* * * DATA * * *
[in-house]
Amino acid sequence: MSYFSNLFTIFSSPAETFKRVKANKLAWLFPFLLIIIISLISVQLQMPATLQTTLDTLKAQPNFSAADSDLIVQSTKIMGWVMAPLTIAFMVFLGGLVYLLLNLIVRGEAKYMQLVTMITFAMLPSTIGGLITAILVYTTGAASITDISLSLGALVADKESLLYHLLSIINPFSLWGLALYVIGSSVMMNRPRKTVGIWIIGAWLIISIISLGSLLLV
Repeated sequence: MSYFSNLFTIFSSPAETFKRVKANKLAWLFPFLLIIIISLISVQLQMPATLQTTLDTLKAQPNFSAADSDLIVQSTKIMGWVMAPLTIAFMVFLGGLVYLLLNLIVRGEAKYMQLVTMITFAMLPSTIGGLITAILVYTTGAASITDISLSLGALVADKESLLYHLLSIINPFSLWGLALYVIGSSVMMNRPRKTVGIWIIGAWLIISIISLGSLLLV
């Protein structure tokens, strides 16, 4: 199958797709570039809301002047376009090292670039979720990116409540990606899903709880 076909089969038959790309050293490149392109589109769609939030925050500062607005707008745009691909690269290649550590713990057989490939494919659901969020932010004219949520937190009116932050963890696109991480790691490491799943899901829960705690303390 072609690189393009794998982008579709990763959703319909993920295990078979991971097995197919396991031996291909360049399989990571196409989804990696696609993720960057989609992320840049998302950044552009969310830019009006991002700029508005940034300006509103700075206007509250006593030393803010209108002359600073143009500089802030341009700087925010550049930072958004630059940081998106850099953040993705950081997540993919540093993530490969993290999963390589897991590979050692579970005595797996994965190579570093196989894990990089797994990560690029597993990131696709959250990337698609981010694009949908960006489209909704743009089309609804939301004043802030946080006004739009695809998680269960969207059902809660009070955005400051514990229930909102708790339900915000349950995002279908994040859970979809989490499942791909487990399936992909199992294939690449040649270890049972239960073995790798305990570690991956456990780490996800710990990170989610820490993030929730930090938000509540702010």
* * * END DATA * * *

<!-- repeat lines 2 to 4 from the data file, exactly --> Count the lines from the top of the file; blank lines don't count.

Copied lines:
Amino acid sequence: MSYFSNLFTIFSSPAETFKRVKANKLAWLFPFLLIIIISLISVQLQMPATLQTTLDTLKAQPNFSAADSDLIVQSTKIMGWVMAPLTIAFMVFLGGLVYLLLNLIVRGEAKYMQLVTMITFAMLPSTIGGLITAILVYTTGAASITDISLSLGALVADKESLLYHLLSIINPFSLWGLALYVIGSSVMMNRPRKTVGIWIIGAWLIISIISLGSLLLV
Repeated sequence: MSYFSNLFTIFSSPAETFKRVKANKLAWLFPFLLIIIISLISVQLQMPATLQTTLDTLKAQPNFSAADSDLIVQSTKIMGWVMAPLTIAFMVFLGGLVYLLLNLIVRGEAKYMQLVTMITFAMLPSTIGGLITAILVYTTGAASITDISLSLGALVADKESLLYHLLSIINPFSLWGLALYVIGSSVMMNRPRKTVGIWIIGAWLIISIISLGSLLLV
């Protein structure tokens, strides 16, 4: 199958797709570039809301002047376009090292670039979720990116409540990606899903709880 076909089969038959790309050293490149392109589109769609939030925050500062607005707008745009691909690269290649550590713990057989490939494919659901969020932010004219949520937190009116932050963890696109991480790691490491799943899901829960705690303390 072609690189393009794998982008579709990763959703319909993920295990078979991971097995197919396991031996291909360049399989990571196409989804990696696609993720960057989609992320840049998302950044552009969310830019009006991002700029508005940034300006509103700075206007509250006593030393803010209108002359600073143009500089802030341009700087925010550049930072958004630059940081998106850099953040993705950081997540993919540093993530490969993290999963390589897991590979050692579970005595797996994965190579570093196989894990990089797994990560690029597993990131696709959250990337698609981010694009949908960006489209909704743009089309609804939301004043802030946080006004739009695809998680269960969207059902809660009070955005400051514990229930909102708790339900915000349950995002279908994040859970979809989490499942791909487990399936992909199992294939690449040649270890049972239960073995790798305990570690991956456990780490996800710990990170989610820490993030929730930090938000509540702010």